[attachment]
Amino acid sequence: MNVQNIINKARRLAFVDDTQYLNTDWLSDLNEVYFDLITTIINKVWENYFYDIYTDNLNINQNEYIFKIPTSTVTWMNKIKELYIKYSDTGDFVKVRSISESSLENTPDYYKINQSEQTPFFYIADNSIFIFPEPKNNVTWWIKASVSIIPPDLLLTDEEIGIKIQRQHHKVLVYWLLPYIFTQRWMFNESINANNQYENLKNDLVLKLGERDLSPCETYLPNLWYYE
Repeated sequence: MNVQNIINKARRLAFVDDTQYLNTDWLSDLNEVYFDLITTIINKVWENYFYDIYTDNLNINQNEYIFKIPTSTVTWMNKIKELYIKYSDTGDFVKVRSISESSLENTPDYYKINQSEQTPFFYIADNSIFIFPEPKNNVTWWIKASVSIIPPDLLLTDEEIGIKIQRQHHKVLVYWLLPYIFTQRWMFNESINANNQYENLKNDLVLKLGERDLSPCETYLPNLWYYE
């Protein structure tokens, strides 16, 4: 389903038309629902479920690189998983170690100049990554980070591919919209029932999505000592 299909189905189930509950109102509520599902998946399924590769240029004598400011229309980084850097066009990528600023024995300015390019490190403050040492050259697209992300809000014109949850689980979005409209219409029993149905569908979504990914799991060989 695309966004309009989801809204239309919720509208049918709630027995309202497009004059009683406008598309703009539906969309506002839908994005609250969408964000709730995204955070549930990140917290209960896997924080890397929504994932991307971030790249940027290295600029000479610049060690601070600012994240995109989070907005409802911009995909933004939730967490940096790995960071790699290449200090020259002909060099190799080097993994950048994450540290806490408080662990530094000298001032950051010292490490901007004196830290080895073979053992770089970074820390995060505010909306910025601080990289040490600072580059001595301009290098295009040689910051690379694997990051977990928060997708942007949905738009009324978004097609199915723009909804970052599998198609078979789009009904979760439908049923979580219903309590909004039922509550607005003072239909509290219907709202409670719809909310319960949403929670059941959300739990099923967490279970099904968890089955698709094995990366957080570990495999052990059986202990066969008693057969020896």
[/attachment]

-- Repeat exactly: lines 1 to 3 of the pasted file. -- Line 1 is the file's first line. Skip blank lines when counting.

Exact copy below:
Amino acid sequence: MNVQNIINKARRLAFVDDTQYLNTDWLSDLNEVYFDLITTIINKVWENYFYDIYTDNLNINQNEYIFKIPTSTVTWMNKIKELYIKYSDTGDFVKVRSISESSLENTPDYYKINQSEQTPFFYIADNSIFIFPEPKNNVTWWIKASVSIIPPDLLLTDEEIGIKIQRQHHKVLVYWLLPYIFTQRWMFNESINANNQYENLKNDLVLKLGERDLSPCETYLPNLWYYE
Repeated sequence: MNVQNIINKARRLAFVDDTQYLNTDWLSDLNEVYFDLITTIINKVWENYFYDIYTDNLNINQNEYIFKIPTSTVTWMNKIKELYIKYSDTGDFVKVRSISESSLENTPDYYKINQSEQTPFFYIADNSIFIFPEPKNNVTWWIKASVSIIPPDLLLTDEEIGIKIQRQHHKVLVYWLLPYIFTQRWMFNESINANNQYENLKNDLVLKLGERDLSPCETYLPNLWYYE
């Protein structure tokens, strides 16, 4: 389903038309629902479920690189998983170690100049990554980070591919919209029932999505000592 299909189905189930509950109102509520599902998946399924590769240029004598400011229309980084850097066009990528600023024995300015390019490190403050040492050259697209992300809000014109949850689980979005409209219409029993149905569908979504990914799991060989 695309966004309009989801809204239309919720509208049918709630027995309202497009004059009683406008598309703009539906969309506002839908994005609250969408964000709730995204955070549930990140917290209960896997924080890397929504994932991307971030790249940027290295600029000479610049060690601070600012994240995109989070907005409802911009995909933004939730967490940096790995960071790699290449200090020259002909060099190799080097993994950048994450540290806490408080662990530094000298001032950051010292490490901007004196830290080895073979053992770089970074820390995060505010909306910025601080990289040490600072580059001595301009290098295009040689910051690379694997990051977990928060997708942007949905738009009324978004097609199915723009909804970052599998198609078979789009009904979760439908049923979580219903309590909004039922509550607005003072239909509290219907709202409670719809909310319960949403929670059941959300739990099923967490279970099904968890089955698709094995990366957080570990495999052990059986202990066969008693057969020896």